Finding and hiring a writer is hard.  It’s one of the hardest things that a creative producer will ever have to do.  But it should be.  Because it’s the most important thing a creative producer will ever have to do.

It’s like building your dream house.

You can find the lot, and you can list all the features that you want . . . a big porch, a 3 car garage, a jacuzzi tub.  But it’s up to someone else to build that house, make sure it’s aesthetically pleasing, and make sure it doesn’t fall down after a few months.

5 Takeaways from the Get Your Show Off The Ground Seminar.

This past Saturday, a bunch of super-passionate peeps of all different types, from producers to writers to producer/writers, etc., joined me for my Get Your Show Off The Ground Seminar.

We had a great time, and I have to thank all of my participants for their creativity, ingenuity and their desire to do what we all do.  There were some great (and I mean really great) projects that came from the minds of these folks.  And I think we did a great job incubating them all.

We talked about finding investors, getting rights, the pros and cons of festivals, the benefits of a lawyer, determining your hourly value, and much much more.

To give you a sample, here are five quickie-takeaways from the seminar:

  1. You are what you say you are.
  2. People don’t invest in projects, they invest in people.
  3. Birth your baby.
  4. Diversify your producing programming.
  5. Never wait.

If you missed out on this seminar, don’t worry, I have just scheduled my next seminar for Saturday, June 19th.  That date may seem far off, but it’s coming sooner than you think, and because of how quickly my last seminar sold out, I strongly urge you to reserve now (I picked a June date specifically for those of you planning Fringe or NYMF style productions this summer/fall.  Your shows should be heating up at that time.)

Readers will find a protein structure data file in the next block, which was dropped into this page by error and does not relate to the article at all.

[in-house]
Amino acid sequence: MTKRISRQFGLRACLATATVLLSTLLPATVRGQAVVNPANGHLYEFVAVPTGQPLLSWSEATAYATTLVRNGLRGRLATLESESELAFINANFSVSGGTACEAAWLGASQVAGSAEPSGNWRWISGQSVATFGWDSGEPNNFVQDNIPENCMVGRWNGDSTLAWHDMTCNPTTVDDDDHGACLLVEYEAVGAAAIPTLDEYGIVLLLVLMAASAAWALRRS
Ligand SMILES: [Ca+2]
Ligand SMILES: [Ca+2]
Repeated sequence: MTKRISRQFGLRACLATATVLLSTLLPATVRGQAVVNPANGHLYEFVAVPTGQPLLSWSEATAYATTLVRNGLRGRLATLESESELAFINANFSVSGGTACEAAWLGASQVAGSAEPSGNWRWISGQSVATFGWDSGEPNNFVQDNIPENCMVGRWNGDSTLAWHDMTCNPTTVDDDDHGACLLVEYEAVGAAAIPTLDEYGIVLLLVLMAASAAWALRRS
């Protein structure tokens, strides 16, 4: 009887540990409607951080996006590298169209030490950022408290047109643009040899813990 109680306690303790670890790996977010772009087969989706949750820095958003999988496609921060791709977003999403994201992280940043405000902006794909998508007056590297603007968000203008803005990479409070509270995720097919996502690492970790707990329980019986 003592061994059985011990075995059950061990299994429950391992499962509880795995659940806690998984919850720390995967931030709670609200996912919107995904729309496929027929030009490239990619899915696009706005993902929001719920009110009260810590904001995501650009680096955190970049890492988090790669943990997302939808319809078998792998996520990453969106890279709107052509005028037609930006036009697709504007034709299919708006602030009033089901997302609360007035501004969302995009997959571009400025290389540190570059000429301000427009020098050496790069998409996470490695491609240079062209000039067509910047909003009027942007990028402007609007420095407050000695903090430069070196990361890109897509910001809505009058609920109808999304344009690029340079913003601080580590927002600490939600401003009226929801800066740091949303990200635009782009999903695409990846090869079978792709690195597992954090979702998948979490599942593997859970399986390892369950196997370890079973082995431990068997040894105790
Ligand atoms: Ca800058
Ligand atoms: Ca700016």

For more details on the seminar and to book your spot today, visit my Seminar page here.  (There are also some testimonials from some of this past week’s participants, so you can learn what they thought directly from them!)

Thanks again to everyone that participated this past Saturday!  I expect great things from all of you, so go get ’em.

For the rest of you out there looking to get your show off the ground, I’ll see you at the next seminar!

Get Your Show Off The Ground
Saturday, June 19th
10 AM – 6 PM

Book today by visiting here.

 

 

Please call your lawyer. Part I.

A friend of mine was cutting a deal with a promotional partner recently and when he received the contract, he told the potential partner that he’d be get back to him after his lawyer reviewed the paperwork.

The partner told him not to bother and squashed the deal, for the sole reason that my buddy wants to spend his own money on a second set of legal-eagle eyes.

My friend was thrilled . . . because he knew right away that this was not a guy to do business with.

Anyone that gets skittish when you want a second opinion is someone you should be skittish about.

I cut creative deals on my shows.  Before I do, I make it a point to encourage the other party to speak to their agents, their lawyers, their pet hamsters, whomever, before they sign on the dotted line.

By encouraging people to get a second or third opinion, they’ll trust you more.

And at some point when a discussion comes up about a clause in the contract and they state that it wasn’t explained to them properly . . . well, they can’t point the finger at you.